French is one of the world’s most useful languages. There are approximately 1.6 million speakers (first and second language) all around the world. It is an official language in France, Canada, as well as other parts of Europe and Africa. In addition, it is one of the most common languages used in international organizations like the Red Cross.
Luckily, French is a relatively easy language for English speakers to pick up and there are lots of resources online to help you learn.
According to the Defense Language Institute (DLI) which trains French linguists for the US government, French is a Category I language, the easiest category. It takes approximately 700 hours to reach a conversational level in French – as little as 6 months.
Below are some resources that can help you. The Common European Framework of Reference for Languages (CEFR) is a tool used to measure language learning. A 6 month DLI course is designed to reach B2; A1 and A2 are beginner levels, B1 and B2 are intermediate and C1 and C2 are advanced levels of proficiency.
Duolingo will teach you approximately 1500 words of French and have you practice reading and writing in an online environment, though it won’t do much for your listening or speaking.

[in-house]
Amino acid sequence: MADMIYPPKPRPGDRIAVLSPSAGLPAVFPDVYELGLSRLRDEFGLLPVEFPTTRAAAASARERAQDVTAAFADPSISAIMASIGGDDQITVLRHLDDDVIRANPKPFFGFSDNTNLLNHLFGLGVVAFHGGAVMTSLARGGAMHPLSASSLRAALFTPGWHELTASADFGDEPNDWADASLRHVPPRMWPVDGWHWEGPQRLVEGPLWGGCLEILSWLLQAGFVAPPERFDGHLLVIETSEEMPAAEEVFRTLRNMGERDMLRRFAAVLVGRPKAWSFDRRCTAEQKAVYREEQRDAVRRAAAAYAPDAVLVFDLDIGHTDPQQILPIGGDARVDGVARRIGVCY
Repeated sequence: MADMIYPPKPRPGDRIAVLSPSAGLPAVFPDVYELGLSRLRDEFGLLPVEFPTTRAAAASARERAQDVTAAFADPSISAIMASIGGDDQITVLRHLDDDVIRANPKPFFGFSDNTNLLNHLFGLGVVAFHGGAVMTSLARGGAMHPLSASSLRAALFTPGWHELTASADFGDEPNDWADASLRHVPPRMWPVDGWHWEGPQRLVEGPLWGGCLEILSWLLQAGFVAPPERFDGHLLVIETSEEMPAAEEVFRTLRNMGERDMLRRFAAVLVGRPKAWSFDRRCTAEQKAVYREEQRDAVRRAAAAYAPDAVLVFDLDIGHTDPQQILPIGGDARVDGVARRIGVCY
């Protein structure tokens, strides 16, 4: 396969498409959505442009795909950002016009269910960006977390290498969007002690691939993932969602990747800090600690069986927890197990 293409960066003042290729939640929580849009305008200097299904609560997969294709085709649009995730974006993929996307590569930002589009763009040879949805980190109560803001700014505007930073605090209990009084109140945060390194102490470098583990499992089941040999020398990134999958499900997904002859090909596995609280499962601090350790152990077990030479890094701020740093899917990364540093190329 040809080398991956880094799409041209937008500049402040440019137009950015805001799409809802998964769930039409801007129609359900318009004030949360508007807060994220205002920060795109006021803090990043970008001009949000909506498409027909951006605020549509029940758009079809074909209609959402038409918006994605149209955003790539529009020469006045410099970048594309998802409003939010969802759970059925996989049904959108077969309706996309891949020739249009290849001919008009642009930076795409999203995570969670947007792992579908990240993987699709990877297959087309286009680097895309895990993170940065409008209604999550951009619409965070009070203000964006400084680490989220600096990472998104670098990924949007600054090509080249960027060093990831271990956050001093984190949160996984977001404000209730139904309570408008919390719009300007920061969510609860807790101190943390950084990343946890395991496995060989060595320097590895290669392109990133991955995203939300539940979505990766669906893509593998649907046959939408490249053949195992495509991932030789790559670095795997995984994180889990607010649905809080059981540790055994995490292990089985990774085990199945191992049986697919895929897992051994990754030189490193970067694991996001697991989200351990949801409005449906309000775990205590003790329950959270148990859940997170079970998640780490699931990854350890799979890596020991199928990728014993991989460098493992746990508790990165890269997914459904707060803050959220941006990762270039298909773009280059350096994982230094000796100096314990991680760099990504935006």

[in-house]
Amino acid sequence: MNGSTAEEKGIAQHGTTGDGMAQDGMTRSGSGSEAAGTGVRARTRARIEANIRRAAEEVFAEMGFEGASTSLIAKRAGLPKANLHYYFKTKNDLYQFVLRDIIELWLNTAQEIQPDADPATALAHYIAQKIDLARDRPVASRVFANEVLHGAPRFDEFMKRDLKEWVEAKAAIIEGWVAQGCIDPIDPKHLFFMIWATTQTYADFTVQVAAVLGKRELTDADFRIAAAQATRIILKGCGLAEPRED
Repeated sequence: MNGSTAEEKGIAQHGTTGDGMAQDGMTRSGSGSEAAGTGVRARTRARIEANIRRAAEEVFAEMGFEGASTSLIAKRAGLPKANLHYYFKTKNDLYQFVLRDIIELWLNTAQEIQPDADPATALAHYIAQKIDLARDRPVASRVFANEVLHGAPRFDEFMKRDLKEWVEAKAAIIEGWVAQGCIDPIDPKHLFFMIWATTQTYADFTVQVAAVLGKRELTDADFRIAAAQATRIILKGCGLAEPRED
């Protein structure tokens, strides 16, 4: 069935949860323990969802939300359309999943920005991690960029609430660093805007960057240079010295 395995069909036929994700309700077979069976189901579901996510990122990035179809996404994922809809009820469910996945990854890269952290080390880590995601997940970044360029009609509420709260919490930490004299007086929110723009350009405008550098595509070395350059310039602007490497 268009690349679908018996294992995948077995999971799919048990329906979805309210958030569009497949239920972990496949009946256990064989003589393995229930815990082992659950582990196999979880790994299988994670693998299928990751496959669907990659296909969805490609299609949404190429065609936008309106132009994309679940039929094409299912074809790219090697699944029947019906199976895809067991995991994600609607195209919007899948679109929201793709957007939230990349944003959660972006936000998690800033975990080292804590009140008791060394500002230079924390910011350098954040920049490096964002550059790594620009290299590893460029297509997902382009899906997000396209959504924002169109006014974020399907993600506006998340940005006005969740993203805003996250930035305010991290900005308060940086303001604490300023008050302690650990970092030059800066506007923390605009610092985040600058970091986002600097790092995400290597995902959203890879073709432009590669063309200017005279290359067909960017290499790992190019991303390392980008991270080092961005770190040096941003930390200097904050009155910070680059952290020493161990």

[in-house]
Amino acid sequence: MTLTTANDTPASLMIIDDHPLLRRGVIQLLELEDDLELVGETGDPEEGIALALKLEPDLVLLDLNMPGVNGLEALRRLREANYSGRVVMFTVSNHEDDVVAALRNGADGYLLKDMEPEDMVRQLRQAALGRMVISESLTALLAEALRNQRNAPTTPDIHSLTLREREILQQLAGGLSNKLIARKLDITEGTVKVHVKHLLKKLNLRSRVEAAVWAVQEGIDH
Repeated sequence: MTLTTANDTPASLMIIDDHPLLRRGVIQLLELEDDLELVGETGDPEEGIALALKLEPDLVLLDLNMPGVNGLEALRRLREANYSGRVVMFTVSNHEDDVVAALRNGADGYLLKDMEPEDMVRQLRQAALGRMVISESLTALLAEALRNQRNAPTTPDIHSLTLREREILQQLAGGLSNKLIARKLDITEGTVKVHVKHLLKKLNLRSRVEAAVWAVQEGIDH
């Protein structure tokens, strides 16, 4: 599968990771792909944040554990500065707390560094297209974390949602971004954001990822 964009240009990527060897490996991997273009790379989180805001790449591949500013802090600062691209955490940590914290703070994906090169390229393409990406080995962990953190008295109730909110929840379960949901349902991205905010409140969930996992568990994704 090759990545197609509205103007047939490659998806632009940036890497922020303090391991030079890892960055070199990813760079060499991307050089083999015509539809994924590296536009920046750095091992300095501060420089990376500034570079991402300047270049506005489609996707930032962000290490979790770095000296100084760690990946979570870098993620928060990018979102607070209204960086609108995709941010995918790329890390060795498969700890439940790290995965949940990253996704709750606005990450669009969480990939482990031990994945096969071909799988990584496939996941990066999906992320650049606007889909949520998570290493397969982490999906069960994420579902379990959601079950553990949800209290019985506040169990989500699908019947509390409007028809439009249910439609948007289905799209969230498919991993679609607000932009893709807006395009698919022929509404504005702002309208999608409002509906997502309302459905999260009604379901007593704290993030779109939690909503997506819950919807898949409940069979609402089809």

French Headstart2 teaches about 750 words related to the military and government.
Coursera Learn French B1/B2 is a course designed to help you move from the lower levels to the intermediate levels in French, in a grouped study format. You study online but you’re starting and finishing the course at a specified time along with other attendees.
Ultimate French Beginner/Intermediate is a textbook/DVD combo I found very helpful when I was learning French. It covers approximately 2000 words along with pronunciation tools and flashcards.
You might also find changing your phone, laptop, and other software into French in order to move into the advanced level.
French in Action is a 50 video series taught in full speed spoken French in order to build advanced learning comprehension.
When it comes to advanced French, books and other resources might help but only conversing with native speakers will help. 2 hours a day for a year is all it takes though, and you can get there soon enough. Bonne chance!